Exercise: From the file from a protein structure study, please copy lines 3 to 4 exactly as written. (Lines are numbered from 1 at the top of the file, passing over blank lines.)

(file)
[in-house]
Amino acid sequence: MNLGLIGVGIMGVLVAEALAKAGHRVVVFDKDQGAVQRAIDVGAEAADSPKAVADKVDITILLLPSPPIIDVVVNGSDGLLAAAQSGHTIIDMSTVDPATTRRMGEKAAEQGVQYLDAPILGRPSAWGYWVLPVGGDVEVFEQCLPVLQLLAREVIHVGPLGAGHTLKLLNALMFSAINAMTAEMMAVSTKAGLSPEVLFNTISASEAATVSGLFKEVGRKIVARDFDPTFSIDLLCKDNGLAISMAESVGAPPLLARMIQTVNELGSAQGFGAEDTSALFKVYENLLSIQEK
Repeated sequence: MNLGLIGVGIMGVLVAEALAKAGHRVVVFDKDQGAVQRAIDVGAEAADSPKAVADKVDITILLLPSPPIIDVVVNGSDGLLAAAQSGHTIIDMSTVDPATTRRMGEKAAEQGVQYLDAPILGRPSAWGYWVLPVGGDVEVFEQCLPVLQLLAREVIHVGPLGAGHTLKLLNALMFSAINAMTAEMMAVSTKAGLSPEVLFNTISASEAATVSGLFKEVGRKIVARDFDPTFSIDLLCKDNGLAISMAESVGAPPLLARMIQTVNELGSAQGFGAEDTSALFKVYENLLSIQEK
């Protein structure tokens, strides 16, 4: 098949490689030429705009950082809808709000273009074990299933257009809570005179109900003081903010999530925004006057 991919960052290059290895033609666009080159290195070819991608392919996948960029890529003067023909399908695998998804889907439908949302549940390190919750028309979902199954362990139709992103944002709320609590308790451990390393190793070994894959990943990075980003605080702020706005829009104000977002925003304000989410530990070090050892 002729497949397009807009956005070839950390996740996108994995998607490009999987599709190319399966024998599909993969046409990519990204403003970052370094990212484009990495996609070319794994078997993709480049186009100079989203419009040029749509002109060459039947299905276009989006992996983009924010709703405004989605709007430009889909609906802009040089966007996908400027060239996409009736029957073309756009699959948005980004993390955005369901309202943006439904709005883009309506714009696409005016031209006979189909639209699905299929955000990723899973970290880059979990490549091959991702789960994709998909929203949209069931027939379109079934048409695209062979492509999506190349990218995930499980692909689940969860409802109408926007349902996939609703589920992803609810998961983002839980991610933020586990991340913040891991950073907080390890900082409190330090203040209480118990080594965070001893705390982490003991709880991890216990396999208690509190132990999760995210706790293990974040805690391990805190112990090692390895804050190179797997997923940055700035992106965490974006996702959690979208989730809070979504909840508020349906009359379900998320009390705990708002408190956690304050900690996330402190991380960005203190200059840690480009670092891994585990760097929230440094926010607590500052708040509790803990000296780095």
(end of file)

Repeated sequence: MNLGLIGVGIMGVLVAEALAKAGHRVVVFDKDQGAVQRAIDVGAEAADSPKAVADKVDITILLLPSPPIIDVVVNGSDGLLAAAQSGHTIIDMSTVDPATTRRMGEKAAEQGVQYLDAPILGRPSAWGYWVLPVGGDVEVFEQCLPVLQLLAREVIHVGPLGAGHTLKLLNALMFSAINAMTAEMMAVSTKAGLSPEVLFNTISASEAATVSGLFKEVGRKIVARDFDPTFSIDLLCKDNGLAISMAESVGAPPLLARMIQTVNELGSAQGFGAEDTSALFKVYENLLSIQEK
């Protein structure tokens, strides 16, 4: 098949490689030429705009950082809808709000273009074990299933257009809570005179109900003081903010999530925004006057 991919960052290059290895033609666009080159290195070819991608392919996948960029890529003067023909399908695998998804889907439908949302549940390190919750028309979902199954362990139709992103944002709320609590308790451990390393190793070994894959990943990075980003605080702020706005829009104000977002925003304000989410530990070090050892 002729497949397009807009956005070839950390996740996108994995998607490009999987599709190319399966024998599909993969046409990519990204403003970052370094990212484009990495996609070319794994078997993709480049186009100079989203419009040029749509002109060459039947299905276009989006992996983009924010709703405004989605709007430009889909609906802009040089966007996908400027060239996409009736029957073309756009699959948005980004993390955005369901309202943006439904709005883009309506714009696409005016031209006979189909639209699905299929955000990723899973970290880059979990490549091959991702789960994709998909929203949209069931027939379109079934048409695209062979492509999506190349990218995930499980692909689940969860409802109408926007349902996939609703589920992803609810998961983002839980991610933020586990991340913040891991950073907080390890900082409190330090203040209480118990080594965070001893705390982490003991709880991890216990396999208690509190132990999760995210706790293990974040805690391990805190112990090692390895804050190179797997997923940055700035992106965490974006996702959690979208989730809070979504909840508020349906009359379900998320009390705990708002408190956690304050900690996330402190991380960005203190200059840690480009670092891994585990760097929230440094926010607590500052708040509790803990000296780095």